Review of Art of Animation Resort’s Accessible Lion King Suite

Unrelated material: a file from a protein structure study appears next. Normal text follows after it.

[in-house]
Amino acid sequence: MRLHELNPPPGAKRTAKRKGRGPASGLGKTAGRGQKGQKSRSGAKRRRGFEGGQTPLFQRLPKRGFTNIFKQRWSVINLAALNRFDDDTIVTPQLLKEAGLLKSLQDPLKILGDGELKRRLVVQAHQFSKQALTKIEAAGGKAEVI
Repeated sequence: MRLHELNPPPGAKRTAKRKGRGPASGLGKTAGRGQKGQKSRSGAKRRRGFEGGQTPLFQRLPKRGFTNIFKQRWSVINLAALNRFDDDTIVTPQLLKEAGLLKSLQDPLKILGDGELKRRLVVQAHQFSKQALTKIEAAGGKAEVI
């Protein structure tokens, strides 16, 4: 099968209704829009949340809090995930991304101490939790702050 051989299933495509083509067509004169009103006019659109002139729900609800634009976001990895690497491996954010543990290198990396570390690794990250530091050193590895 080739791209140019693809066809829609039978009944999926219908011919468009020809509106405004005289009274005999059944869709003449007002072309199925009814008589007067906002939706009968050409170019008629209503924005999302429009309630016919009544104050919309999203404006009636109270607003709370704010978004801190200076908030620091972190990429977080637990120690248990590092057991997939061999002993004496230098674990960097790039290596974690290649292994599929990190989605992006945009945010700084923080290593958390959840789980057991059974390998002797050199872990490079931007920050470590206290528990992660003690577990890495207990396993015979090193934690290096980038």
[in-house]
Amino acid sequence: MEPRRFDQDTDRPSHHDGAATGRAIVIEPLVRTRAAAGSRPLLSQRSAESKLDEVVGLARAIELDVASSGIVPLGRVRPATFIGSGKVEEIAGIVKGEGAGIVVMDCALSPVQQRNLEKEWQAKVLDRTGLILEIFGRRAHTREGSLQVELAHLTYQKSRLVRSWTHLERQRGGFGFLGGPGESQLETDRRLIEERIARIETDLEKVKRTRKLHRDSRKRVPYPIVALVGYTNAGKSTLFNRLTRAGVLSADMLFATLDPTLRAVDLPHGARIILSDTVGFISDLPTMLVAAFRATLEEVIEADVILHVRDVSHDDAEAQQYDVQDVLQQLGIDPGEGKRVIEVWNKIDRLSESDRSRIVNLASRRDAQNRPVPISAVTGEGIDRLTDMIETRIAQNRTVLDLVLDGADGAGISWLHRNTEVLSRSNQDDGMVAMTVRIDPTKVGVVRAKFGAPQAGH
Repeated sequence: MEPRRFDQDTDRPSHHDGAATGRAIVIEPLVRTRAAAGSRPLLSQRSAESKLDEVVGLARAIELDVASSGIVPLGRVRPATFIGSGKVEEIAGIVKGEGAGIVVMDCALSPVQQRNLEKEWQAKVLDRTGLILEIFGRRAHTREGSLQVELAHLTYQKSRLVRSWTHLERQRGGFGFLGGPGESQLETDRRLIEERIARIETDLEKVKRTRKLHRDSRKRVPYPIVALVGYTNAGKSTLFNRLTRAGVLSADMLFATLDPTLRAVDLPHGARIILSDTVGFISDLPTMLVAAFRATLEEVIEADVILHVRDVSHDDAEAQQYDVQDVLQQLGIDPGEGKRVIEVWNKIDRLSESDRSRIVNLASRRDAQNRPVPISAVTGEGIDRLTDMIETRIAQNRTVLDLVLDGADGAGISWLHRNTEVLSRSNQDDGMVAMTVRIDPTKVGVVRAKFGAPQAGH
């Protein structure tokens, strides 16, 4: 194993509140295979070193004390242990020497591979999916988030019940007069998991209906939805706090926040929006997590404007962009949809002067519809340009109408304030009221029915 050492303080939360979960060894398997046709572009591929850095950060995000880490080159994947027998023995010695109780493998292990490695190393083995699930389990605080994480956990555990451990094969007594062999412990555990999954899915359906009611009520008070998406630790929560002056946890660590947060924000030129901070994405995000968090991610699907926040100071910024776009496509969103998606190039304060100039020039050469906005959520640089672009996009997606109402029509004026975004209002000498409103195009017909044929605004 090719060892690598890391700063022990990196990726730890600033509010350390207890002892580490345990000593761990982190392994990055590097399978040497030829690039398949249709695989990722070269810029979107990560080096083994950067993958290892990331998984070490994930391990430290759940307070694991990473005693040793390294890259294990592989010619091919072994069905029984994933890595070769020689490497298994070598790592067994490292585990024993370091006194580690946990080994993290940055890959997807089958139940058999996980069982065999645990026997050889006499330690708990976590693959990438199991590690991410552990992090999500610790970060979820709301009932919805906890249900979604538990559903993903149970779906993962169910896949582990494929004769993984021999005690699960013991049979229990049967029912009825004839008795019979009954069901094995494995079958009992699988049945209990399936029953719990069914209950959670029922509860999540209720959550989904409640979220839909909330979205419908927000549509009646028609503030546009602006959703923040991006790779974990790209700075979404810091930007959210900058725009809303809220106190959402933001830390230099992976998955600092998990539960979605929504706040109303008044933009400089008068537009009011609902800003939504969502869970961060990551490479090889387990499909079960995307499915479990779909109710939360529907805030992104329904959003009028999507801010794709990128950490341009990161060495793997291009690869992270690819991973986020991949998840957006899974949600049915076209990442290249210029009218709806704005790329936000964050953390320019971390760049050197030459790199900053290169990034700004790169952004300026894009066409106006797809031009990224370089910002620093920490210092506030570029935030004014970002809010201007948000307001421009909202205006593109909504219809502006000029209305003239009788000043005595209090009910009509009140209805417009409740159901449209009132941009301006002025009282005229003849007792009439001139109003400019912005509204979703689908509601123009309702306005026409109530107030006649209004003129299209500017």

*DIS Contributors review meals, resort stays, and entertainment that they have paid for during their own vacations. They only utilize discounts and offers if they are available to the general public, such as annual passholder discounts, Tables in Wonderland, or DVC membership discounts. They receive no additional compensation for dining experiences or events, so that they may give their honest opinions about price and value. On my last WDW trip, my family and I stayed on site at Disney's Art of Animation Resort. Generally, we stay off property because we are annual passholders and rent a car, so staying in one of the hotels or resorts isn't really necessary. This trip was only for a long weekend, however, so we decided to stay in a resort and utilize Disney's Magical Express since we planned to only go to the parks and wouldn't need a car. We chose to stay at Art of Animation because we were so excited to try the Skyliner for the first time! When we arrived, we got a text saying our room was not ready yet, so we went to the food court to get dinner. They had a vegan burger that was so good that I was genuinely concerned they gave me the wrong one! They didn't, of course; Disney has just gotten the vegan burger game down to a science. When we went to check and see if our room was ready, the woman at check in noticed that we had added a fourth person, my cousin, to the reservation at the last minute, and, even though the standard room was equipped to sleep 4 people, with me being a wheelchair user, it would have been a tight squeeze for all of us. She graciously upgraded us to one of the Lion King suites on the Mouse! She was also able to find us one that was accessible, which was very nice since it can be quite difficult to find accessible rooms in general, much less when there is high capacity. I took some photographs of the suite so that you can see if it would be accessible for your needs as well. IMG_7322 When you first walk in, there's a loveseat and a few small tables. The loveseat is also a pull out bed, as the room sleeps 6 people. The green chair was moved from the murphy bed. The murphy bed is a table when the bed is pushed up. IMG_7323 Next to the door is a storage unit with a TV on top. IMG_7325 The inaccessible bathroom is right across from the little area with the loveseat and TV, and is a full bath with toilet, sink, and shower/tub. IMG_7328 Across from the murphy bed/table is this little storage area that has extra sheets for the pull out loveseat, as well as a small storage area and clothes rack. IMG_7327 Directly next to the murphy bed/table is the kitchenette, which is convenient if the table is going to be used as a table and not a bed. IMG_7329 This is the bed in the established bedroom. There was ample room on all sides for my wheelchair to fit. IMG_8888 The sink was a roll up sink, and the shower/tub combo had grab bars. The bathroom was also incredibly spacious and had ample room around the toilet (as well as grab bars there, too). My only complaint would be that the accessible bathroom is in the established bedroom. This works if the suite is only being used by two people, or if the person needing the accessible space is the parent. However, if the child (or whoever is sleeping on the murphy bed) is the one needing an accessible bathroom, it's a little inconvenient. Other than that though, the space was plenty accessible for my needs. My wheelchair is about 21" wide including the wheels, and I fit through all doorways, on both sides of the murphy bed, and could transfer onto any of the chairs or the loveseat with no problems. The small closet area at the end of the murphy bed was a little tall for me to reach unassisted, but someone in a higher sitting chair or someone with a longer torso/arms wouldn't have an issue. In terms of the kitchenette, I had no problem accessing the important parts like the sink, microwave, and fridge. The top shelf for storage wasn't within my reach, but there was decent enough space otherwise for food storage. All in all, I think this room was very nice, and, for my needs, was accommodating and accessible. I think having a push-button for the resort room door that was able to be pushed once you touched your MagicBand would be helpful for people with mobility aids, especially if you have luggage or shopping bags with you. Besides that, and the odd placement of the accessible bathroom, I would absolutely recommend this room to any family that needs the accessible amenities, and with the Skyliner being conveniently located on the property (and accessible!), I would certainly consider staying there again.

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